Anyone who's used a BlackBerry 10 device will recognize the BlackBerry Hub inbox, which lets you see alerts for a variety of accounts, services and apps in one easily sortable inbox. It's one of the most effective productivity features in the BlackBerry 10 OS, which is surely why BlackBerry brought it over to its version of Android. And PRIV still has many of the traditional keyboard shortcuts that work in the Hub and in lists.
You can color-code many of the accounts you add to your Hub, using colorful tabs that display on the left side of messages in your inbox, and for some accounts you can add matching LED alerts. So, for example, your work messages show red tabs in the Hub, and the PRIV LED blinks red whenever new work mail arrives. Unfortunately, the Hub doesn’t support all app alerts, and the LED changes color based on your most recent notification, instead of blinking different colors in sequence to signify the different alerts.
BlackBerry's version of Android is clean and simple, unlike the software from other leading Android handset vendors that bulk it up with useless bells and whistles. Most of the customizations BlackBerry made to Android genuinely add value. BlackBerry Pop Up Widgets, for example, let you save valuable screen space by swiping up or down on app icons to view their widgets; a customizable "Recents" button, or app switcher, lets you access and close recently used apps in three different layouts; and "Quick Action" icons let you easily trigger common functions with a tap, including "Compose email," "Add event" and "Add contact."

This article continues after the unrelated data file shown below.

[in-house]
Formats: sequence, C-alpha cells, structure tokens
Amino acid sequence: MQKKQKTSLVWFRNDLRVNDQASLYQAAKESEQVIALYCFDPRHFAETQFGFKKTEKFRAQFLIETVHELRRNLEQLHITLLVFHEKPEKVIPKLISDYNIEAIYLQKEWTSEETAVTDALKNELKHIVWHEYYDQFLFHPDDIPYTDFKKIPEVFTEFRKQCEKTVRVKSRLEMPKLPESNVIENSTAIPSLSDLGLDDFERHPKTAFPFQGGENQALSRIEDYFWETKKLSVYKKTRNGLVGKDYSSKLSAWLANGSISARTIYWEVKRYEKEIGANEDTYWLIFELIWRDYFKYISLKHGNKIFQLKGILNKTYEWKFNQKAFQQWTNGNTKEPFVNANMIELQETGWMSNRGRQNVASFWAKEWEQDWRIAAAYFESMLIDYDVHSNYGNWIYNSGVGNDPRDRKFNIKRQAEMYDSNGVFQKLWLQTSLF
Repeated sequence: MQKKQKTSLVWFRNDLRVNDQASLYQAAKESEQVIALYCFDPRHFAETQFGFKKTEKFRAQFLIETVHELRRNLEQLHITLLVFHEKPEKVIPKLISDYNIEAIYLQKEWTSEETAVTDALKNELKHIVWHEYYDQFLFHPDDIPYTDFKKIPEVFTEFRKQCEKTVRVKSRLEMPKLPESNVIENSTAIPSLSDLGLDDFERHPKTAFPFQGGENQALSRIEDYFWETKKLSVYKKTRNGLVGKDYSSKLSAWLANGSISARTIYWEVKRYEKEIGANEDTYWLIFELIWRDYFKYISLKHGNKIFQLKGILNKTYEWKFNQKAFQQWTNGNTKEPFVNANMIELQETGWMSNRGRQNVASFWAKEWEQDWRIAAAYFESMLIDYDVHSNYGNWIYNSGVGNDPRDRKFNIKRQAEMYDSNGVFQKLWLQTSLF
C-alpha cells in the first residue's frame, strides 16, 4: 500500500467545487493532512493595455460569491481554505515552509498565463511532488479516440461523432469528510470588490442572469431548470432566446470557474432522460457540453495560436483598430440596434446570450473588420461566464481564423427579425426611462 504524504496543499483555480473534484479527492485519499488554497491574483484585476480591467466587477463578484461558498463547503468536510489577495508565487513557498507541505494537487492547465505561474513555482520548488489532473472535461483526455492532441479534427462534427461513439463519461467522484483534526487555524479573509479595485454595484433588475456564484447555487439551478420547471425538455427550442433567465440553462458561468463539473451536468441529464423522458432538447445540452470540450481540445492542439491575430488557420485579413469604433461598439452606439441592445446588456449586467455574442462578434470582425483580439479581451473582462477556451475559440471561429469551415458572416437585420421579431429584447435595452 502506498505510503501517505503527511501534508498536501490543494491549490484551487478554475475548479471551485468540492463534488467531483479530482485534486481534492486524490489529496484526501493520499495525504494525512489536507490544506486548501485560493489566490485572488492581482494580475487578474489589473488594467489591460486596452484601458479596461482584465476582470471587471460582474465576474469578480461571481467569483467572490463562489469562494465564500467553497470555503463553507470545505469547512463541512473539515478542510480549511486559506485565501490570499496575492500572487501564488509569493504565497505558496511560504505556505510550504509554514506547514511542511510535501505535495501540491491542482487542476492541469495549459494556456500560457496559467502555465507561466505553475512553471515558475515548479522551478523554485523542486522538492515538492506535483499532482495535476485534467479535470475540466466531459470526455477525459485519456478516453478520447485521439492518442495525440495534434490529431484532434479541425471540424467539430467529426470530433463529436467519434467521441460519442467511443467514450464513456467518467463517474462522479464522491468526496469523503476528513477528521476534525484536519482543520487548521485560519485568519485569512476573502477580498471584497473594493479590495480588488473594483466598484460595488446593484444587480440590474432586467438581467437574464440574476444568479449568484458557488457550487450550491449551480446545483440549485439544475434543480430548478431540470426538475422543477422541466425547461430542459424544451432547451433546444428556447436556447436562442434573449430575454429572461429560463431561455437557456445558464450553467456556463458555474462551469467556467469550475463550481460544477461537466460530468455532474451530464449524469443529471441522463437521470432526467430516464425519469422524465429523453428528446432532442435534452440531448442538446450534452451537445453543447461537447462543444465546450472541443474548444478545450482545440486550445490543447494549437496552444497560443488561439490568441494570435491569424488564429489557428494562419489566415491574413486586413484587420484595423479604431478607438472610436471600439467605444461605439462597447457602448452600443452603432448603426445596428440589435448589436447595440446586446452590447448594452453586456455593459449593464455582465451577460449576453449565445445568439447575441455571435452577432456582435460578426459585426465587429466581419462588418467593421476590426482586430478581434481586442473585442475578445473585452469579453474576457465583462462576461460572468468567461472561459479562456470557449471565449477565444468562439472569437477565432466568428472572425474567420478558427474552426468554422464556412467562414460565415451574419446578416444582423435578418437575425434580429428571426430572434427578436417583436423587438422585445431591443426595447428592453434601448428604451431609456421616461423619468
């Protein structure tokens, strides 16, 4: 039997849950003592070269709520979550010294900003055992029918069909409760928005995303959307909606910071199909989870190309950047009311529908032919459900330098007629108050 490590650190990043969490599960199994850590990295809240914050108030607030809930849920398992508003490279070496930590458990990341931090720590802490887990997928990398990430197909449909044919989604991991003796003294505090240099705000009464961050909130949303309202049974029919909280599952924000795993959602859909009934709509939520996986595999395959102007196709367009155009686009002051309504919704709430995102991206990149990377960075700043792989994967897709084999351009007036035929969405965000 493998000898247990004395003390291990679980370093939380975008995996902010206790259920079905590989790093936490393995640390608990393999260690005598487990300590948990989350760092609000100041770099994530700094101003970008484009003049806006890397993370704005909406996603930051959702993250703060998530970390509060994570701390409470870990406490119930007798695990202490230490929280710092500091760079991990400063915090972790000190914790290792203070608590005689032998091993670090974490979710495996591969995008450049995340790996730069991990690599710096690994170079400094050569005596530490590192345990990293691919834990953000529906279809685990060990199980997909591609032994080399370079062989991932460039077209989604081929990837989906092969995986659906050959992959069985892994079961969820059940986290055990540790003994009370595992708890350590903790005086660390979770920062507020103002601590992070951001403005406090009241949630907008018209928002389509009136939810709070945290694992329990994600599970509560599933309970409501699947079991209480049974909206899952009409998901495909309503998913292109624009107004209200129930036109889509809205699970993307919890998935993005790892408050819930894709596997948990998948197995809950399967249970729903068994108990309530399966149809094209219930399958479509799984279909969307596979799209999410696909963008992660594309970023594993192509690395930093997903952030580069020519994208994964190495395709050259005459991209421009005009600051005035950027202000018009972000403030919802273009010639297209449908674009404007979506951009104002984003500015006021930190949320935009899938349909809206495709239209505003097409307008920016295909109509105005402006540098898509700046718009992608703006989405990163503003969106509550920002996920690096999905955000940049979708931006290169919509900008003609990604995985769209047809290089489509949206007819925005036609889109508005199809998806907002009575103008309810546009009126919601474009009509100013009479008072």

Then there's the app selection, long BlackBerry's Achilles heel. The company's adoption of Android, and by extension, the Google Play store, resolved the issue, which was one of the major factors in BlackBerry fall from grace.
As for hardware, PRIV's 5.4-inch, OLED display (2560 pixels by 1440 pixels, at 540ppi) is made of Corning Gorilla Glass 4, and it's one of the brightest, most vivid displays on any smartphone I've used. It makes the 5.5-inch "Retina" display on my iPhone 6s Plus (1920 pixels by 1080 pixels, at 401 ppi) look downright archaic in comparison. And its curved edges add a touch of je ne sais quoi — though they don't really do much else beyond provide access to a "Productivity Tab," that's basically a quick glance at your Hub, and a battery charge indicator that moves along the curved edge as the battery fills.
Credit: Brian Sacco
Battery life also shouldn't be an issue for most PRIV owners, thanks to a large 3,410mAh power pack. In my tests, the PRIV get about 21.5 hours of talk time on a strong T-Mobile signal, which is impressive.
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